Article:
The Assassination of Fred Hampton: How the FBI and the Chicago Police Murdered a Black Panther

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It’s around 7:00 a.m. on December 4, 1969, and attorney Jeff Haas is in a police lockup in Chicago, interviewing Fred Hampton’s fiancée. She is describing how the police pulled her from the room as Fred lay unconscious on their bed. She heard one officer say, “He’s still alive.” She then heard two shots. A second officer said, “He’s good and dead now.” She looks at Jeff and asks, “What can you do?”

            The Assassination of Fred Hampton is Haas’s personal account of how he and People’s Law Office partner Flint Taylor pursued Hampton’s assassins, ultimately prevailing over unlimited government resources and FBI conspiracy. Not only a story of justice delivered, the book puts Hampton in a new light as a dynamic community leader and an inspiration in the fight against injustice.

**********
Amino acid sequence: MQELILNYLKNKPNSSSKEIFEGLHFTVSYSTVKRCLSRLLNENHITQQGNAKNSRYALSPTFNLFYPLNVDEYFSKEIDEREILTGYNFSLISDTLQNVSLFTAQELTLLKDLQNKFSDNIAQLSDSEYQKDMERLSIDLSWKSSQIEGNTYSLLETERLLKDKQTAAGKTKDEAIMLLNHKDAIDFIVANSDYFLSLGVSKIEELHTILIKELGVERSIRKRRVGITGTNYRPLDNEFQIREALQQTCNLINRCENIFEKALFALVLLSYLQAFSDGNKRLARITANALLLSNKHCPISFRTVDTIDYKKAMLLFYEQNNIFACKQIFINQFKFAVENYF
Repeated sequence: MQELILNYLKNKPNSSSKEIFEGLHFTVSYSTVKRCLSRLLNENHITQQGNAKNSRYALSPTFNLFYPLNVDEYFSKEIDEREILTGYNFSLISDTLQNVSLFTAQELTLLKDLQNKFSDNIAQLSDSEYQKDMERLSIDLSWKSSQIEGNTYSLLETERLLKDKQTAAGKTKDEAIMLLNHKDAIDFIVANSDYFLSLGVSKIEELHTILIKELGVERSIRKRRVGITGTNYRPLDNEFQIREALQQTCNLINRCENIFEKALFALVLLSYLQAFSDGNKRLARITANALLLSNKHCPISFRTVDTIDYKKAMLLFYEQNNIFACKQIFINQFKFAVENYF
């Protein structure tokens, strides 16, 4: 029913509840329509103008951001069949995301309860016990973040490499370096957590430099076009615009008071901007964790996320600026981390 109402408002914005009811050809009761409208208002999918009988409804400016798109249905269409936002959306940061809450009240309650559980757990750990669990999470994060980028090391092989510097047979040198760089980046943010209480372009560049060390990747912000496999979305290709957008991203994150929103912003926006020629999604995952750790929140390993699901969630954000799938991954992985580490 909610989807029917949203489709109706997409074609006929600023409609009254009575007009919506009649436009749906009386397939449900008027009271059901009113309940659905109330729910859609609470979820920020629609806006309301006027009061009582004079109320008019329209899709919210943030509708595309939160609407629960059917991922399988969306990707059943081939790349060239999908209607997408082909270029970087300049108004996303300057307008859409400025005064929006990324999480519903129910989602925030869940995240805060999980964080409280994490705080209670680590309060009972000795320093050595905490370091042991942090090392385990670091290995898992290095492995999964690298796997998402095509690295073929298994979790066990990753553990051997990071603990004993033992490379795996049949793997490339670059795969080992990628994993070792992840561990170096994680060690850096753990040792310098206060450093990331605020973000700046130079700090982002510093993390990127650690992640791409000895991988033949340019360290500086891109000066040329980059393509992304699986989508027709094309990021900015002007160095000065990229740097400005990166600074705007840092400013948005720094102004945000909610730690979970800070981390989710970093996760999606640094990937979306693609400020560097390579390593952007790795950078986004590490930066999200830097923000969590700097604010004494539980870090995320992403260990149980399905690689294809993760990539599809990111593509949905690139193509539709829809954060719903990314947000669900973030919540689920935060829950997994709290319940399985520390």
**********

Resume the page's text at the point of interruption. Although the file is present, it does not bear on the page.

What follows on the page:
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Editorial Reviews

Publishers Weekly
On December 4, 1969, Fred Hampton, the 21-year-old chairman of the Illinois Black Panther Party, was shot dead in his bed during a police raid. Hass and his law partner, Flint Taylor of the perpetually underfunded People's Law Office, spent the next decade fighting a well-financed opposition team and a hostile judge to prove that Hampton had been shot not in self-defense, as the police advocates claimed, but as the result of an FBI assassination The dramatic David and Goliath struggle embodies many of the era's fiercest debates, but Haas lacks the skill to transmute his experience into compelling reading. The prose is studded with clichés, and nearly every physical description reads like a checklist: age, size, build, skin color and length of Afro. Hass strays from the narrative to relate irrelevant information about his personal life, as when he recollects that his third wife first captured his attention when she “propped her red, calf-length boots” on his desk. The book is most engaging when Hass offers a straightforward account of the legal process, a testament to the power of the story—not the author's proficiency. (Nov.)
Kirkus Reviews